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Cool art in Providence: going underground

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While Providence has developed a national reputation as an arts-friendly city, there continues to be a dichotomy between the local gallery landscape and the creative underground in the capital city. Greg Cook writes about this, and about how the hidden quality of cool art is part of what makes it distinctive, in this week's Phoenix:

Rhode Island’s capital has a national reputation as an incubator of cool art — from designer Shepard “Andre the Giant Has a Posse” Fairey and Barnaby Evans’s WaterFire to the bygone monstery punk cooperative Fort Thunder and the feminist art gang that makes its home at the Dirt Palace. The art collective Paper Rad, which moved to Providence from western Massachusetts in the past year after hovering around the city for years, was listed in Vanity Fair’s “Art Issue” last December as one of the stars in its map of the international art universe. And now we have the nationally publicized The Apartment At the Mall, as seen on CBS, Fox TV, and elsewhere.
 
Providence’s reputation and the national prominence of the Rhode Island School of Design remain magnets for artists. But even as new art spaces like Firehouse 13, the Stairwell Gallery, and 5 Traverse emerge, much locally made art seems perennially hidden in the mysterious and alluring underground, distanced from conventional galleries.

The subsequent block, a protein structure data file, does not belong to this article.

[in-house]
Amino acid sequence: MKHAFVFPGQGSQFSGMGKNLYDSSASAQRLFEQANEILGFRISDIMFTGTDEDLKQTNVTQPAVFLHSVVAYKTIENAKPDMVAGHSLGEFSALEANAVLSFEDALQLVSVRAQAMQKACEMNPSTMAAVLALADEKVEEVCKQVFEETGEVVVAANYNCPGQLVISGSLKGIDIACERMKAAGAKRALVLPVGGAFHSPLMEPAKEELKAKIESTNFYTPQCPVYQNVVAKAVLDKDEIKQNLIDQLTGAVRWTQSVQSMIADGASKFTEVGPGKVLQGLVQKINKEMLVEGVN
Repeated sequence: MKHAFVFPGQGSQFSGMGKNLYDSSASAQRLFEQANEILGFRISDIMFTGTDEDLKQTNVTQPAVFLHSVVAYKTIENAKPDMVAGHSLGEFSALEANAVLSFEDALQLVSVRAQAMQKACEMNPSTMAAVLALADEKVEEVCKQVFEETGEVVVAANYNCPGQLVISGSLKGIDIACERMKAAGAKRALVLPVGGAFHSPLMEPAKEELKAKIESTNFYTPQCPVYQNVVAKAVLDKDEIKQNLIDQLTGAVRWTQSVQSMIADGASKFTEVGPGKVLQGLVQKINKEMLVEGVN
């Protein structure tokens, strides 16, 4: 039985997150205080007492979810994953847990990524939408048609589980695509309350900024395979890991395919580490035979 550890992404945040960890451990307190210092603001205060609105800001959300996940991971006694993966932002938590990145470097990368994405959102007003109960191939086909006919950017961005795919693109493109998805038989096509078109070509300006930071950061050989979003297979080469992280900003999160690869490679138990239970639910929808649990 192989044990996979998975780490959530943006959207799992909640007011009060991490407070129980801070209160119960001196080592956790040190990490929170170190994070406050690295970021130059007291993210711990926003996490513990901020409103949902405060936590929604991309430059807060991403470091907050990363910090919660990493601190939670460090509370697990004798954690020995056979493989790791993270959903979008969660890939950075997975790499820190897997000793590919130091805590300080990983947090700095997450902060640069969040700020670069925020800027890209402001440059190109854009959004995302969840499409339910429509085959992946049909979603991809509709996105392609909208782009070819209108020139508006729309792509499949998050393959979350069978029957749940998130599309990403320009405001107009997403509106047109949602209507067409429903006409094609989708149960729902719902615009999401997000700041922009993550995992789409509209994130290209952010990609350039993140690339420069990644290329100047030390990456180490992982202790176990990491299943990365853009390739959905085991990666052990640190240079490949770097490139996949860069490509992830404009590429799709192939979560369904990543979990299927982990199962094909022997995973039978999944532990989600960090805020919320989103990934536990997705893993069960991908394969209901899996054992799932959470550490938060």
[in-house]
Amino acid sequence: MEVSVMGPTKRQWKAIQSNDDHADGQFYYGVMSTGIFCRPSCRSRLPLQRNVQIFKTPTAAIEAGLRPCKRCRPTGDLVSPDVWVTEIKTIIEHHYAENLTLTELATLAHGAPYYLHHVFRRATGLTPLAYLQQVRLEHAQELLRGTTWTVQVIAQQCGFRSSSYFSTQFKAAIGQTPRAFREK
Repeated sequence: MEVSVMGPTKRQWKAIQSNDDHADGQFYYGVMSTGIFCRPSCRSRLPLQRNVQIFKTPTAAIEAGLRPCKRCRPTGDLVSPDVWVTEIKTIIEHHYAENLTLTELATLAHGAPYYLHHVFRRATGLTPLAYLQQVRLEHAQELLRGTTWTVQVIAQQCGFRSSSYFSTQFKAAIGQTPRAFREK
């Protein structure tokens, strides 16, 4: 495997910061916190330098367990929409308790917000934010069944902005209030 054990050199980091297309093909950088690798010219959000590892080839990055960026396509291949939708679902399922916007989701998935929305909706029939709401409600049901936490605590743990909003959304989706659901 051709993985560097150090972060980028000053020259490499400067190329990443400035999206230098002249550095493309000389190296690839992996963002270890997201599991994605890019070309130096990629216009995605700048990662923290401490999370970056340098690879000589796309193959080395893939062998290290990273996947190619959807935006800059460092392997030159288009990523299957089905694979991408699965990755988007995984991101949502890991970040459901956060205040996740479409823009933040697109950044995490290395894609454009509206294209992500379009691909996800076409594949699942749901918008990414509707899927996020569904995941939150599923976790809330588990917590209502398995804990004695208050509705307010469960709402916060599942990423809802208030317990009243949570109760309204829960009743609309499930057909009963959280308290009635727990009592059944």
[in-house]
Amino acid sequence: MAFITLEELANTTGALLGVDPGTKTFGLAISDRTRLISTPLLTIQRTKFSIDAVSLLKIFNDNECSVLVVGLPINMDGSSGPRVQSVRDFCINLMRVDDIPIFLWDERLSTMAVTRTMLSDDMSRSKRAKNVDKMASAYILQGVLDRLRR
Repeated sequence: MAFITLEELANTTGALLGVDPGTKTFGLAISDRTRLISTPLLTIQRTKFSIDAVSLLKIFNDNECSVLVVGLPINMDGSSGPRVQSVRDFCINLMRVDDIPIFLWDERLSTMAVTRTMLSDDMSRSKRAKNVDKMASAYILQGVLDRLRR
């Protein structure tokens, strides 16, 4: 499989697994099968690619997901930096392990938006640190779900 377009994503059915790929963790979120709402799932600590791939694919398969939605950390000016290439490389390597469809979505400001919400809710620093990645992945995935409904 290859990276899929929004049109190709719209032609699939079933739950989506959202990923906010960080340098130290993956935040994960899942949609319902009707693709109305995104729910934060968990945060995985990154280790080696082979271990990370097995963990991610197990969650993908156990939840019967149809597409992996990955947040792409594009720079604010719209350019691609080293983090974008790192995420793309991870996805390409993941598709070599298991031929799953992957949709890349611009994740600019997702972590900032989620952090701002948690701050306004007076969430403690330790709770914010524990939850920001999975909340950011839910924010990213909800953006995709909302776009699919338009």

Seen in this respect, The Apartment At the Mall is typical of the local art scene and how artists here sometimes work in unexpected places, hiding on occasion in almost plain sight. To some, Providence’s gallery landscape may seem underdeveloped, particularly in comparison to the city’s zesty creative reputation. Seen another way, though, the partially hidden quality of local art is part and parcel of what helps to make it happen.

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